Posts with tag: mortgage borrowers

UK Interest Rates May Not Rise Until 2020, Believe Analysts

Published On: February 10, 2016 at 12:24 pm


Categories: Finance News

Tags: ,,,,

Insecurity in global markets and a weakening US economy will force the Bank of England (BoE) to delay interest rate rises until at least 2020, according to leading industry analysts.

The Economist Intelligence Unit’s (EIU) prediction adds at least three years to the BoE’s timeline for the first increase from the historically low rate of 0.5%.

The forecast will be welcome news for mortgage borrowers, but will disappoint savers.

UK Interest Rates May Not Rise Until 2020, Believe Analysts

UK Interest Rates May Not Rise Until 2020, Believe Analysts

Most analysts expect the first rise in the base rate for almost seven years to arrive at the end of this year or in early 2017.

The Governor of the BoE, Mark Carney, announced in January that the UK faced “a powerful set of forces” that prevented policymakers from increasing rates.

However, in his quarterly inflation report briefing, Carney said that interest rates were “more likely than not” to go up over the next two years1.

Two analysts at the EIU, Danielle Haralambous and Aengus Collins, believe Carney’s announcement is at odds with the downbeat evaluation in the inflation report.

They said: “We now expect record low interest rates to remain in place in the UK for at least the next four years.”

In the past week, the BoE has downgraded the UK’s expected GDP growth for 2016, and indicated that inflation will remain low this year and in 2017.

The EIU analysts found that downward adjustments to official growth expectations reveal that the loss of momentum last year was sharper than anticipated.

They also argued that the UK suffers from “unresolved structural weaknesses” that would prevent wages from rising and from putting pressure on prices.

They reported: “The vulnerability of the UK recovery, combined with the more decisively dovish tone at the BoE, has led to a significant change in our call on monetary policy. We no longer expect tightening for the next four years at least.”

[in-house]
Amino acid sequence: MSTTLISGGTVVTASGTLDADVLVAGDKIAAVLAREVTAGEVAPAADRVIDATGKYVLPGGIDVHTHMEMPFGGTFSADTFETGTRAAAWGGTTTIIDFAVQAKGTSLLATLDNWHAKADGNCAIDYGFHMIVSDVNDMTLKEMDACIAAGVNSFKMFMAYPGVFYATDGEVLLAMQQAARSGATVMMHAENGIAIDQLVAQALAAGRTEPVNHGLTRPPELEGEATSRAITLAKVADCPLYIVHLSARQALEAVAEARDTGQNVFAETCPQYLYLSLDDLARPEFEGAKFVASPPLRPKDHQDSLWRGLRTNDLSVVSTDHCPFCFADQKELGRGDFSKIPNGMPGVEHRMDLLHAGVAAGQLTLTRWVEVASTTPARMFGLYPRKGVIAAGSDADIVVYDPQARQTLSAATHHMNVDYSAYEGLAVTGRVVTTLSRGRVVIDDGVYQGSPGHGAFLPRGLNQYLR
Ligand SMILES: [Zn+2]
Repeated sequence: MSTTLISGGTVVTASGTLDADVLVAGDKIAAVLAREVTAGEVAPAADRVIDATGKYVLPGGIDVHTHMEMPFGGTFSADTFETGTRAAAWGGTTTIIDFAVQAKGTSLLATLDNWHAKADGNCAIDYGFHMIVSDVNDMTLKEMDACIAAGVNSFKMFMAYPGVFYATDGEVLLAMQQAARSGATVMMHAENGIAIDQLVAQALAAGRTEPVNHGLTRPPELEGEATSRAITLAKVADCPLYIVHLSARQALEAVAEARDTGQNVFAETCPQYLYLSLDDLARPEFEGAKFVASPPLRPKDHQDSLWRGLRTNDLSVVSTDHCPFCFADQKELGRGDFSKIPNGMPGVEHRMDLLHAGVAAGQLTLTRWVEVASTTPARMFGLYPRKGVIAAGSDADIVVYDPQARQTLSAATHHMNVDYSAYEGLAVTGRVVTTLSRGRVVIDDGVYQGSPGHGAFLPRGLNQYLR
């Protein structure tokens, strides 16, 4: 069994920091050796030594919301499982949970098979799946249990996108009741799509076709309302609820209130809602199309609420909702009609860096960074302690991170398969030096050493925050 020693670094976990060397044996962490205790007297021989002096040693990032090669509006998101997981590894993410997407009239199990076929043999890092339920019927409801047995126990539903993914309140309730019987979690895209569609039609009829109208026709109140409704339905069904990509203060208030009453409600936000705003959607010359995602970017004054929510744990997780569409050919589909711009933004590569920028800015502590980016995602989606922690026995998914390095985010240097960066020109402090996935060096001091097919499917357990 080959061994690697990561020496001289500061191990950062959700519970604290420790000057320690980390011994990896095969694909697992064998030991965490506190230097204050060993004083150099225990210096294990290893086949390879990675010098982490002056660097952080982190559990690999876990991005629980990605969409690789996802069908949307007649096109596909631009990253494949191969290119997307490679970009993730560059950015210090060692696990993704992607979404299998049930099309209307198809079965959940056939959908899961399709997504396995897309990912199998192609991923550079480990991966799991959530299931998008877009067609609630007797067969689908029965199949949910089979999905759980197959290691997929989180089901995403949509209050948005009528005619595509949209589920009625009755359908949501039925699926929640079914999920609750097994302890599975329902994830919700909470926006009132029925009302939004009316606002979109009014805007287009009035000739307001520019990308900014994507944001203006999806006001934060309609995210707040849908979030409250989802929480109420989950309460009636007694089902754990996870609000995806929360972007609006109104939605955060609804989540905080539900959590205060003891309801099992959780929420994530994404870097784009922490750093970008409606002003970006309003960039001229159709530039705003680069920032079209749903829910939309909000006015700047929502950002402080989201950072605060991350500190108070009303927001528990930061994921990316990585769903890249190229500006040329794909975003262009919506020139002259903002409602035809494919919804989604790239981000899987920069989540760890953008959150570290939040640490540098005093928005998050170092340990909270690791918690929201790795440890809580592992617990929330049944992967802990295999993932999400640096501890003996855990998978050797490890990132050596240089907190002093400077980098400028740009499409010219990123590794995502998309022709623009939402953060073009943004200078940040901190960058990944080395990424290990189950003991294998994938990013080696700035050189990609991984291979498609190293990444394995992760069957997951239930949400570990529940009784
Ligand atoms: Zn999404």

The decision to maintain low rates will remain, despite a build up in inflationary pressures, they added.

The analysts concluded: “The BoE is likely to delay policy tightening in 2019, largely on the basis of our forecasts that the US will experience a downturn in 2019, and rising levels of indebtedness in China will have become a greater source of risk by the end of our forecast period. Our view is that the next increase in interest rates will come in mid-2020.”1 

If rates do not rise until 2020, how will your financial position change?


Parents Using Their Children as Guarantors

Published On: May 20, 2015 at 10:24 am


Categories: Landlord News

Tags: ,,,

Older mortgage borrowers who have been refused a deal from their lender have to rely on their sons and daughters for help.

More and more over-50s are asking their children to be guarantors on their mortgage, after they failed the strict new lending rules when remortgaging.

Parents Using Their Children as Guarantors

Parents Using Their Children as Guarantors

Guarantors are in place to meet the costs if the borrower defaults on their mortgage repayments.

Experts say that parents have to “demean themselves”1 because banks are reluctant to lend into retirement, as they worry borrowers’ pensions will not be sufficient to cover the payments.

Recent research from the National Association of Estate Agents (NAEA) revealed that a third of its agents have seen clients experiencing age discrimination from lenders.

This shocking fact arrives after the introduction of tougher lending rules in April 2014, when mortgage providers were required to prove their customers could afford their loans.

But some banks have taken these requirements too far and are now discriminating against older borrowers, even when they have a solid pension.

Mortgage broker John Charcol’s Ray Boulger says: “Often we find that the parent can actually afford the mortgage, but the lender will not take their income into account simply because of age.”1

Lisa Harris, of retirement specialists Saga, insists: “These rules need an urgent review.”1 

However, banks say they need clarity on which lenders they can approve loans for, as lending into retirement can be risky.